Working visa (resident status) in Japan

A status of residence that allows you to work in Japan is sometimes called a working visa. Status of residence and “visa” are legally different. Still, in this article, we will use them without making any particular distinction.

 What is the status of residence that allows you to work in Japan (work visa)?

As of January 2021, there are more than 30 types of status of residence that allow foreigners to work in Japan. 

General rule,

  • Foreigners are not allowed to work in Japan for the purpose of simple labor (blue-collar work). However, if you have one of the following statuses of residence: “Skilled labor,” “Trainee,” “Special Skills,” or “College Student” (part-time work for foreign students), you can do simple labor within a limited range.
  • In most cases, it’s the prerequisite for obtaining a residence status (work visa)  that you have a contract with a company to work for in Japan. It is not permitted to find a job in Japan after arriving in Japan. However, for example, foreign students can find a job in Japan after graduation. In this case, it is necessary to change the status of residence from “College Student” to “Engineer, Humanity, International”, etc.,

The following explains some of the statuses of residence that allow you to work

Business manager

The resident status required to start up a business as a manager or an administrator is “Business Management.” A manager is a representative director, president, CEO, etc., Administrators are, for example, general managers, factory managers, and branch managers, middle managers.

The details in this post

Engineer/Specialist in Humanities/International Services

Roughly speaking, This is a qualification that allows people who have graduated from universities in other countries to work in white-collar jobs in Japan. There is a wide range of occupations. Interpreters, translators, consultants, software engineers, designers, marketing, advertising and public relations, construction designers, high-class hotels with many foreign guests, and overseas business representatives. However, the following professions may or may not be accepted on a case-by-case basis: photographers, hotels with few foreign guests, car mechanics, etc.

Intra-company transferee

Activities of a staff member transferred to a business office in Japan for a limited period of time from a business office established in a foreign country by a public or private organization which has its head office, branch office or other business offices in Japan, which are to be conducted at such business office in Japan and which are listed in the “Engineering/Specialist in Humanities/International Services”.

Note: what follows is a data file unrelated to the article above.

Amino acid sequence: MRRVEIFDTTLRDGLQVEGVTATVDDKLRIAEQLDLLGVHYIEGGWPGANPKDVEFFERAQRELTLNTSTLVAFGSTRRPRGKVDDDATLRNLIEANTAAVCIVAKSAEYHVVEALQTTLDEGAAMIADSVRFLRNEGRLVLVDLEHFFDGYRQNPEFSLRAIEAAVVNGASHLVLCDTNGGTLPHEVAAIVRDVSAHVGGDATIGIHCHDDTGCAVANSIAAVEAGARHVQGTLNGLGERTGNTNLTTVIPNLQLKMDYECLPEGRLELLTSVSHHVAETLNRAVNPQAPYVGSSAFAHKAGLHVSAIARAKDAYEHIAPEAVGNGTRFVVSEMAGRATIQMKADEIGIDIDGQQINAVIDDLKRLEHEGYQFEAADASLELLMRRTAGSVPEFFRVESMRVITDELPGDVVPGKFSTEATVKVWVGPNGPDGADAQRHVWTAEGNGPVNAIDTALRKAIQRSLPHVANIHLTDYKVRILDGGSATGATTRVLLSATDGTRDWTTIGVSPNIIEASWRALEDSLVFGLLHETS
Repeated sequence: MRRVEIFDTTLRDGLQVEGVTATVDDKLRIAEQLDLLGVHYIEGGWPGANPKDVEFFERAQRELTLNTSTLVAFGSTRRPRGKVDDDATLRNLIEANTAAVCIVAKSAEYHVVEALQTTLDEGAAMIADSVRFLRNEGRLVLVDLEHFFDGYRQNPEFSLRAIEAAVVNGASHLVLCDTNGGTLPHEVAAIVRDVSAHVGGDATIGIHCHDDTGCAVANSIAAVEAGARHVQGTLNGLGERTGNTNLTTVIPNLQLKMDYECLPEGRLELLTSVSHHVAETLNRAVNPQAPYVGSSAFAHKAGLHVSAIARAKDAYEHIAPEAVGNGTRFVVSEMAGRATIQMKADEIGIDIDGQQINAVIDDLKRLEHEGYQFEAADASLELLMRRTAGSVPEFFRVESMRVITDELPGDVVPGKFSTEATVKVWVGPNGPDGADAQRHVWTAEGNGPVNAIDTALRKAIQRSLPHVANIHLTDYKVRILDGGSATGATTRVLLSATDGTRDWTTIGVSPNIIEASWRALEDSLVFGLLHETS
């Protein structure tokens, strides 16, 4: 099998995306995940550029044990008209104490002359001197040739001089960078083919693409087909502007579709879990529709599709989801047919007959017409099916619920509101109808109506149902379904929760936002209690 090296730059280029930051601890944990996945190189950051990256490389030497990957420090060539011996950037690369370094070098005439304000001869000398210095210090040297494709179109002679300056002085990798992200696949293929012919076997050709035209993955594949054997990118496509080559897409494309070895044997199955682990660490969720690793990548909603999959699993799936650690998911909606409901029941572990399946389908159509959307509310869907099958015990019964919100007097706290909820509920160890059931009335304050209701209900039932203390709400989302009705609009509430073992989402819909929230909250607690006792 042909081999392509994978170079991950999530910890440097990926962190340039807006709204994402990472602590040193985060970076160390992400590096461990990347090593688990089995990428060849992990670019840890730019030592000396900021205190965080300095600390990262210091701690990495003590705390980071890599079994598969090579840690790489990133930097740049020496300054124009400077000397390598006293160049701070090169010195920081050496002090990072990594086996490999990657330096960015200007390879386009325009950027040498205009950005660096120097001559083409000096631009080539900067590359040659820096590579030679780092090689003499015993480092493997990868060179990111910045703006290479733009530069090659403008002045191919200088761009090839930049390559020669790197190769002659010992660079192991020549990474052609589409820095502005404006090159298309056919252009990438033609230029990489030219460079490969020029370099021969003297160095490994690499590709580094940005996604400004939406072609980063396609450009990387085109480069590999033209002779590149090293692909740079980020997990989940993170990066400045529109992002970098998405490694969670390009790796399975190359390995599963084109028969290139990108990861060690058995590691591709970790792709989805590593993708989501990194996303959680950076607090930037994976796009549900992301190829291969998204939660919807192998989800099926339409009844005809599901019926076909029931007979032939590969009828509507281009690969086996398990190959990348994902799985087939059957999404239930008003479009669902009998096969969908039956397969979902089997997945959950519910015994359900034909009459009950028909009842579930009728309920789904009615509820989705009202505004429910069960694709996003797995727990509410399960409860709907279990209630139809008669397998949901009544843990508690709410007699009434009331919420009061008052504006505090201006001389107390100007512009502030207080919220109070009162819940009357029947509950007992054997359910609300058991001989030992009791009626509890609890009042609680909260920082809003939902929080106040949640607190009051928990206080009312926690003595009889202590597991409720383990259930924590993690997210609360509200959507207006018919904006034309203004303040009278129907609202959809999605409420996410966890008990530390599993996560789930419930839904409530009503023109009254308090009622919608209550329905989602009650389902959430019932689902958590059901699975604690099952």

The difference with “Engineering/Specialist in Humanities/International Services” is that with “Engineering/Specialist in Humanities/International Services”, you can change jobs in Japan, but not with an Intra-company transferee.

If you want to change jobs with an Intra-company transferee, you need to change your qualification to “Engineering/Specialist in Humanities/International Services”, etc., after changing jobs.

Skilled labor

Activities to engage in services, which require industrial techniques or skills belonging to special fields based on a contract with public or private organizations in Japan. Chef of foreign cuisine, sports instructor, aircraft pilot, or craftsman of precious metals.

Technical intern training

Activities to acquire skills, etc. at a public or a private organization in Japan. The term “Trainee” is only a name. Still, it is a way to get cheap foreign labor to do simple labor, which is sometimes criticized.

Specified skilled worker

Status of Residence for foreign nationals engaging in work requiring skills that need a considerable degree of knowledge or experience belonging to a specific industrial field.

Specified Industry Fields (14 Fields): Nursing care, Building cleaning management, Machine parts & tooling industries, Industrial machinery industry, Electric,
electronics and information Industries, Construction industry, Shipbuilding, and ship machinery industry, Automobile repair and maintenance, Aviation industry,
Accommodation industry, Agriculture, Fishery & aquaculture, Manufacture of food and beverages, Foodservice industry

Specific skills allow for simple labor in Japan in specific industries.  However, I have the impression that  “special skills” is not widely used due to its strict requirements, such as the requirement of Japanese language skills for daily conversation, the fact that the skills test is in Japanese, and that the test is held only once a year and in the Philippines or Vietnam.

see more details. here.

Highly-skilled professional

The activities of highly-skilled professional classified into three categories: “highly-skilled academic research activities,” “highly-skilled professional/technical activities,” and “highly-skilled management/administrative activities,” and points are set according to the characteristics of each category, such as “educational background,” “employment history,” and “annual income.